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The NZ Super Fund and Copenhagen Infrastructure Partners (CIP) have welcomed the Government’s Budget 2022 commitment to develop a regulatory regime for offshore renewable energy.

The two entities are partnering on a feasibility work toward an initially planned 1GW development off the South Taranaki Bight, representing more than 11 per cent of New Zealand’s current operational electricity generation capacity.

Budget 2022 includes an allocation of $18 million over three years to support the transition to a low carbon economy through the development of a regulatory framework for offshore renewable energy, an energy strategy and a roadmap for the development and use of hydrogen.

NZ Super Fund CEO Matt Whineray says Government’s budget commitment, announced as part of the first Emissions Reduction Plan released last week is a major boost for the project partners.

“A workable regulatory framework is important for providing investors with certainty as we look to allocate capital at various stages of the project. It gives us an extra level of assurance as we work our way through the project feasibility evaluation process.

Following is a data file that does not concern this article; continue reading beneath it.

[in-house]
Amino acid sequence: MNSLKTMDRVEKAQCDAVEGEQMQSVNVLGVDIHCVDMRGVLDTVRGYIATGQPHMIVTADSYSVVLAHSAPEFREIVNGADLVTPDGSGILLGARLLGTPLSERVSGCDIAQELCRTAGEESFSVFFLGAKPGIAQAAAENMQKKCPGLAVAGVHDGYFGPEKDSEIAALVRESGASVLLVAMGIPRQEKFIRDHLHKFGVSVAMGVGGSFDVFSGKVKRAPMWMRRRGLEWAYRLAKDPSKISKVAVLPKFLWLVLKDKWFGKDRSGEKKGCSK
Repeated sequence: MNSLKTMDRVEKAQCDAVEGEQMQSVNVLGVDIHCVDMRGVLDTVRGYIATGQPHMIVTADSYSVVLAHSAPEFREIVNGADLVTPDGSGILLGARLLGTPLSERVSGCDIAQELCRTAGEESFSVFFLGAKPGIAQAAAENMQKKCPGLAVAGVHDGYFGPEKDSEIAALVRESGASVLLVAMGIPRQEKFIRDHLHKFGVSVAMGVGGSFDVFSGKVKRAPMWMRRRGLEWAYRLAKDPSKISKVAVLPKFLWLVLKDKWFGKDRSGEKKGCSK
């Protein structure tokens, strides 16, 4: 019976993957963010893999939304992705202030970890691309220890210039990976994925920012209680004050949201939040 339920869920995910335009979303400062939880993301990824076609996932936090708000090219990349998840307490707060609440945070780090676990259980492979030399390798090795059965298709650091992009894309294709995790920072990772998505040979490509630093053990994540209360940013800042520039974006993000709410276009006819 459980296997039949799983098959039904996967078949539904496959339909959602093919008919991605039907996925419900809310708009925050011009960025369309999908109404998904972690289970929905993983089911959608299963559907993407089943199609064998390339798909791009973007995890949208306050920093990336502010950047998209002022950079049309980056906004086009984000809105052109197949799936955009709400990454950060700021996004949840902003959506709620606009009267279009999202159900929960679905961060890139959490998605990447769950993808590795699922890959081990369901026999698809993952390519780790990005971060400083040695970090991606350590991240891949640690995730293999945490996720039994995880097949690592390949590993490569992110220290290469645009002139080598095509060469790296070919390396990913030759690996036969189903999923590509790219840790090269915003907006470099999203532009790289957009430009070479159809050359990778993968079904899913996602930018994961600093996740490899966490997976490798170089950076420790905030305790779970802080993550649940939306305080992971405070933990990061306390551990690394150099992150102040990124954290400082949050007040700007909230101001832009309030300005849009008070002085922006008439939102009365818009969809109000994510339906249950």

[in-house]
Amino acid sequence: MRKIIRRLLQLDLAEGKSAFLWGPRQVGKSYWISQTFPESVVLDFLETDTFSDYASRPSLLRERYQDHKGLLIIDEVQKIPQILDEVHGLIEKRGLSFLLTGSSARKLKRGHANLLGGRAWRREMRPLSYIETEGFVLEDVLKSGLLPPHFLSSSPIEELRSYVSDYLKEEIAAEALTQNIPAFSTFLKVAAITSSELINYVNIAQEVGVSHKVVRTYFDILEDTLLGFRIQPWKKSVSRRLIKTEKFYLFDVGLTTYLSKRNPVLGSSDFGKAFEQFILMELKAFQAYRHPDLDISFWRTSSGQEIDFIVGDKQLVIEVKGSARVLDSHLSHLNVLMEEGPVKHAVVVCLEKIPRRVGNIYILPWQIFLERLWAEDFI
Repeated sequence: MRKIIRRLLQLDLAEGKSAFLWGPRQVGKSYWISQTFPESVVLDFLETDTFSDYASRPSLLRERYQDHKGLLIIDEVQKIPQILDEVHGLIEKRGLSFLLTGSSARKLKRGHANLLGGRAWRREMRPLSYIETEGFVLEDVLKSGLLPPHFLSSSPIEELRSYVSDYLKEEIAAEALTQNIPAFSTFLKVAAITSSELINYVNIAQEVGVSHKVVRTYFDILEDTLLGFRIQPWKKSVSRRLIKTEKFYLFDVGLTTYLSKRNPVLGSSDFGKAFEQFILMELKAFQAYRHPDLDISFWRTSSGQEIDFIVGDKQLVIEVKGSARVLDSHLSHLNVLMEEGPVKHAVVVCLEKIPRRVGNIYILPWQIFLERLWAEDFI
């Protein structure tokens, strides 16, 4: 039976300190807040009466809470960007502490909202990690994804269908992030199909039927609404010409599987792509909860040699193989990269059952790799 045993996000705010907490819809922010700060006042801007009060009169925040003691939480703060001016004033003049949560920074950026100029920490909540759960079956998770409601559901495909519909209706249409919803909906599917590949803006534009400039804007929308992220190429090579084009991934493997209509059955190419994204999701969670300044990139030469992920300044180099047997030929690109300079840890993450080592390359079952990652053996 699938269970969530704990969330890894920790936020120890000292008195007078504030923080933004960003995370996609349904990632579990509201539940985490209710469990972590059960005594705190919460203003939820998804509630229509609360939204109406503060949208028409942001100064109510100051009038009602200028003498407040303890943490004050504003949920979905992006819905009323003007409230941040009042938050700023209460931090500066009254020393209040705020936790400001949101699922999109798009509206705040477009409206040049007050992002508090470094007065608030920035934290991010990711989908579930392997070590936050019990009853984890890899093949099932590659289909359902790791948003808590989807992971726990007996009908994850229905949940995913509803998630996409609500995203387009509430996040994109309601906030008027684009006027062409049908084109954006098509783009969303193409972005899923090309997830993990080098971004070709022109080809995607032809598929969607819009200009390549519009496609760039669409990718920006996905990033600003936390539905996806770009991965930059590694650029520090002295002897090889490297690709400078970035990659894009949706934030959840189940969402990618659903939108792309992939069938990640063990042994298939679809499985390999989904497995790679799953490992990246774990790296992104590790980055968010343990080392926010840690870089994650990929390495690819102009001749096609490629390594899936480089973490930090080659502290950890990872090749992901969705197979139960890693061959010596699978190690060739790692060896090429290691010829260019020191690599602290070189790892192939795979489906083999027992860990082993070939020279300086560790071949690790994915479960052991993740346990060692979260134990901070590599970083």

“CIP has extensive wind energy experience from the approximately 30GW of offshore capacity it has in development and construction around the world. A key enabler of that work is a supportive regulatory framework that allows considered and sustainable use of the marine environment.

“The development of a regulatory framework for offshore wind in New Zealand is a critical step for a project that will help the country take a significant stride towards meeting its clean energy ambitions.

“We’re already engaging with government officials about regulatory issues and we look forward to that process now gaining further momentum.”

Whineray says offshore wind energy has the potential to be an attractive commercial opportunity for the NZ Super Fund, and one that aligns with its climate change investment strategy, as well as supporting Government’s 100 percent renewable energy commitment and its target of net-zero emissions by 2050.

NZ Super Fund and CIP say work is progressing on assessing the suitability of an offshore target area for generating energy from wind.

“Subject to approvals and engagement, later this year we will look to deploy environmental measurement equipment that will supplement work already done to assess the suitability of the area for generation. More details on that will be released in due course,” says Whineray.

“We look forward to working with Government, iwi, local authorities and interested parties such as recreational and commercial fishers, shipping, business and environmental organisations on our plans to support New Zealand’s energy transition.”